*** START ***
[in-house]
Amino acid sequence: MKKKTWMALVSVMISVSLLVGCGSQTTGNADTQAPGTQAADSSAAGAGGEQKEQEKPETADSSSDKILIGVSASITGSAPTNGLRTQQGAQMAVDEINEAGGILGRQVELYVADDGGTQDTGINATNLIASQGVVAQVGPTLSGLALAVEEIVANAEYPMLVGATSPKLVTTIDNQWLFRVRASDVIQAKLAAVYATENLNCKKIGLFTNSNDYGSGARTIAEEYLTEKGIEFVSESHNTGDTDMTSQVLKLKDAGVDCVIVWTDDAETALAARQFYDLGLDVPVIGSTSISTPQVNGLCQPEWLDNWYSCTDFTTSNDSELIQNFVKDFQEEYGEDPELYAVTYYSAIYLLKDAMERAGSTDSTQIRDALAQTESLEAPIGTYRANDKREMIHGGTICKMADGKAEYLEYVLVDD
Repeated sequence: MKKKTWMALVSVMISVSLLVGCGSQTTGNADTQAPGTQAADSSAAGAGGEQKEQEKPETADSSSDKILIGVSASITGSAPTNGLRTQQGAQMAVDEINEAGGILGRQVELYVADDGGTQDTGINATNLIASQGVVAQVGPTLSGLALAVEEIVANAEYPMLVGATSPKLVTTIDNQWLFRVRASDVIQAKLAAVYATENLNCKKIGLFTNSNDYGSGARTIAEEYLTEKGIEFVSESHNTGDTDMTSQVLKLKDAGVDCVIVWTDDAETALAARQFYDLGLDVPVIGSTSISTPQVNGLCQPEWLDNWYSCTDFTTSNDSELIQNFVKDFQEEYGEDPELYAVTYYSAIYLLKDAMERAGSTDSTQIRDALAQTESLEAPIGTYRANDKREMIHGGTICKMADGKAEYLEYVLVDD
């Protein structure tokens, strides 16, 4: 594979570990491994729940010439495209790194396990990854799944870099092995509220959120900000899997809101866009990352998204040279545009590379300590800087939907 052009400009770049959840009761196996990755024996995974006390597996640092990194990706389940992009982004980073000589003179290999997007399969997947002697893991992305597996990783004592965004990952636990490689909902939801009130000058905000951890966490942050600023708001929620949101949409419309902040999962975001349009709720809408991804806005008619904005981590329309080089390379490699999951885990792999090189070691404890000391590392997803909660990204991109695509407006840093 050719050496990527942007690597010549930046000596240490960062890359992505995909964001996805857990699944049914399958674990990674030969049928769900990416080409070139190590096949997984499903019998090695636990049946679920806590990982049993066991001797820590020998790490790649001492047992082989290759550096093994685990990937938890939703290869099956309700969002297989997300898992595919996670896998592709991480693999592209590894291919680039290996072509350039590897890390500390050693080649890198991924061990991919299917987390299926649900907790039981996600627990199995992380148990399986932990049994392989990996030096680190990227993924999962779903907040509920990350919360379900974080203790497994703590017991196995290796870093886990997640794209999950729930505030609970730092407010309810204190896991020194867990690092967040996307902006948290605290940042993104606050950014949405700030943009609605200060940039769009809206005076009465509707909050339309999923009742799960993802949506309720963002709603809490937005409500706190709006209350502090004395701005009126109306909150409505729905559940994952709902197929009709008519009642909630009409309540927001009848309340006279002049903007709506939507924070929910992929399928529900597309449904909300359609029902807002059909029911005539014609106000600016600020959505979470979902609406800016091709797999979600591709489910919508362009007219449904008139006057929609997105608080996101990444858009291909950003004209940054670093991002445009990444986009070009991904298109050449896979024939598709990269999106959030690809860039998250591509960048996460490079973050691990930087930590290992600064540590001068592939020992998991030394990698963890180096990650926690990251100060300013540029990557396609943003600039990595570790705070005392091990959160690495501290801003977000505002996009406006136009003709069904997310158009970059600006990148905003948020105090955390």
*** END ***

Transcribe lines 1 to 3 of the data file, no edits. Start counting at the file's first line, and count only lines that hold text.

[in-house]
Amino acid sequence: MKKKTWMALVSVMISVSLLVGCGSQTTGNADTQAPGTQAADSSAAGAGGEQKEQEKPETADSSSDKILIGVSASITGSAPTNGLRTQQGAQMAVDEINEAGGILGRQVELYVADDGGTQDTGINATNLIASQGVVAQVGPTLSGLALAVEEIVANAEYPMLVGATSPKLVTTIDNQWLFRVRASDVIQAKLAAVYATENLNCKKIGLFTNSNDYGSGARTIAEEYLTEKGIEFVSESHNTGDTDMTSQVLKLKDAGVDCVIVWTDDAETALAARQFYDLGLDVPVIGSTSISTPQVNGLCQPEWLDNWYSCTDFTTSNDSELIQNFVKDFQEEYGEDPELYAVTYYSAIYLLKDAMERAGSTDSTQIRDALAQTESLEAPIGTYRANDKREMIHGGTICKMADGKAEYLEYVLVDD
Repeated sequence: MKKKTWMALVSVMISVSLLVGCGSQTTGNADTQAPGTQAADSSAAGAGGEQKEQEKPETADSSSDKILIGVSASITGSAPTNGLRTQQGAQMAVDEINEAGGILGRQVELYVADDGGTQDTGINATNLIASQGVVAQVGPTLSGLALAVEEIVANAEYPMLVGATSPKLVTTIDNQWLFRVRASDVIQAKLAAVYATENLNCKKIGLFTNSNDYGSGARTIAEEYLTEKGIEFVSESHNTGDTDMTSQVLKLKDAGVDCVIVWTDDAETALAARQFYDLGLDVPVIGSTSISTPQVNGLCQPEWLDNWYSCTDFTTSNDSELIQNFVKDFQEEYGEDPELYAVTYYSAIYLLKDAMERAGSTDSTQIRDALAQTESLEAPIGTYRANDKREMIHGGTICKMADGKAEYLEYVLVDD